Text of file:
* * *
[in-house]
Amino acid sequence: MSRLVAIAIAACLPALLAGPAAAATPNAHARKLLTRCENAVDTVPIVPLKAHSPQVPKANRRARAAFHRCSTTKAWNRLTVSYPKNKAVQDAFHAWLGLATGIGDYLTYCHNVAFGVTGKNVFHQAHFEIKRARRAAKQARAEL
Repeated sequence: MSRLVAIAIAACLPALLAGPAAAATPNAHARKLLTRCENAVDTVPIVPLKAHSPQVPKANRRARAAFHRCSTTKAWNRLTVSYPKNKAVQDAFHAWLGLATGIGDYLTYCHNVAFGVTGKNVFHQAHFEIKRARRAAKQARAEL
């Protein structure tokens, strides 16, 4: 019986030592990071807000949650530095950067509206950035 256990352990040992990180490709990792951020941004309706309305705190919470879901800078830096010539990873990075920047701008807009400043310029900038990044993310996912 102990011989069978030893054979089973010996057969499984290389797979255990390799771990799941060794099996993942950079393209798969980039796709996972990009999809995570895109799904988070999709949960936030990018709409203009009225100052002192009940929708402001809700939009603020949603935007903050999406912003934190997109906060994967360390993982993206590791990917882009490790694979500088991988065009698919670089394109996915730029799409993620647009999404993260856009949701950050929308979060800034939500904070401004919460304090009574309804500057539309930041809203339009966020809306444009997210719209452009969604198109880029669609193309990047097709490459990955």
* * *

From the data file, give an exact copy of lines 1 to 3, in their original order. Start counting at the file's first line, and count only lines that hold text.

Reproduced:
[in-house]
Amino acid sequence: MSRLVAIAIAACLPALLAGPAAAATPNAHARKLLTRCENAVDTVPIVPLKAHSPQVPKANRRARAAFHRCSTTKAWNRLTVSYPKNKAVQDAFHAWLGLATGIGDYLTYCHNVAFGVTGKNVFHQAHFEIKRARRAAKQARAEL
Repeated sequence: MSRLVAIAIAACLPALLAGPAAAATPNAHARKLLTRCENAVDTVPIVPLKAHSPQVPKANRRARAAFHRCSTTKAWNRLTVSYPKNKAVQDAFHAWLGLATGIGDYLTYCHNVAFGVTGKNVFHQAHFEIKRARRAAKQARAEL